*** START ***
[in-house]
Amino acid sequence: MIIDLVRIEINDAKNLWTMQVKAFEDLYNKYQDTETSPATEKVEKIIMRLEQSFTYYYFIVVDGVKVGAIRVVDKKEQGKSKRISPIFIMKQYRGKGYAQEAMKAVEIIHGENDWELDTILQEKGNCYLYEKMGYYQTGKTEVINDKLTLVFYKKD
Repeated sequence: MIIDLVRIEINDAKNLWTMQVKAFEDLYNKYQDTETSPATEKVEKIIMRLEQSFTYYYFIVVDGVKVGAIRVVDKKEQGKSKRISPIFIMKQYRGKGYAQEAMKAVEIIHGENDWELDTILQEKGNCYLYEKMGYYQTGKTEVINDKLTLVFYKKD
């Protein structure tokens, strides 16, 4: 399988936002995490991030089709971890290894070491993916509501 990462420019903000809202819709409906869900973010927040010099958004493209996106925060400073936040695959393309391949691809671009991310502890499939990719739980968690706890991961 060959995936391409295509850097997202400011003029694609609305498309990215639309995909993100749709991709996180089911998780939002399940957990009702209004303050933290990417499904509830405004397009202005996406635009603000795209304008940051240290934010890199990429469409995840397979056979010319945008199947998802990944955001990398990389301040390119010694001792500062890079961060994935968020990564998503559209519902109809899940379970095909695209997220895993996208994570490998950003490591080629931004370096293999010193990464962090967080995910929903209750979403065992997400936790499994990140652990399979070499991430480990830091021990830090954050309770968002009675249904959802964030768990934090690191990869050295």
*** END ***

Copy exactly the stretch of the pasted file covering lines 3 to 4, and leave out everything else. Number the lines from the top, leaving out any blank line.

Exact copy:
Repeated sequence: MIIDLVRIEINDAKNLWTMQVKAFEDLYNKYQDTETSPATEKVEKIIMRLEQSFTYYYFIVVDGVKVGAIRVVDKKEQGKSKRISPIFIMKQYRGKGYAQEAMKAVEIIHGENDWELDTILQEKGNCYLYEKMGYYQTGKTEVINDKLTLVFYKKD
């Protein structure tokens, strides 16, 4: 399988936002995490991030089709971890290894070491993916509501 990462420019903000809202819709409906869900973010927040010099958004493209996106925060400073936040695959393309391949691809671009991310502890499939990719739980968690706890991961 060959995936391409295509850097997202400011003029694609609305498309990215639309995909993100749709991709996180089911998780939002399940957990009702209004303050933290990417499904509830405004397009202005996406635009603000795209304008940051240290934010890199990429469409995840397979056979010319945008199947998802990944955001990398990389301040390119010694001792500062890079961060994935968020990564998503559209519902109809899940379970095909695209997220895993996208994570490998950003490591080629931004370096293999010193990464962090967080995910929903209750979403065992997400936790499994990140652990399979070499991430480990830091021990830090954050309770968002009675249904959802964030768990934090690191990869050295």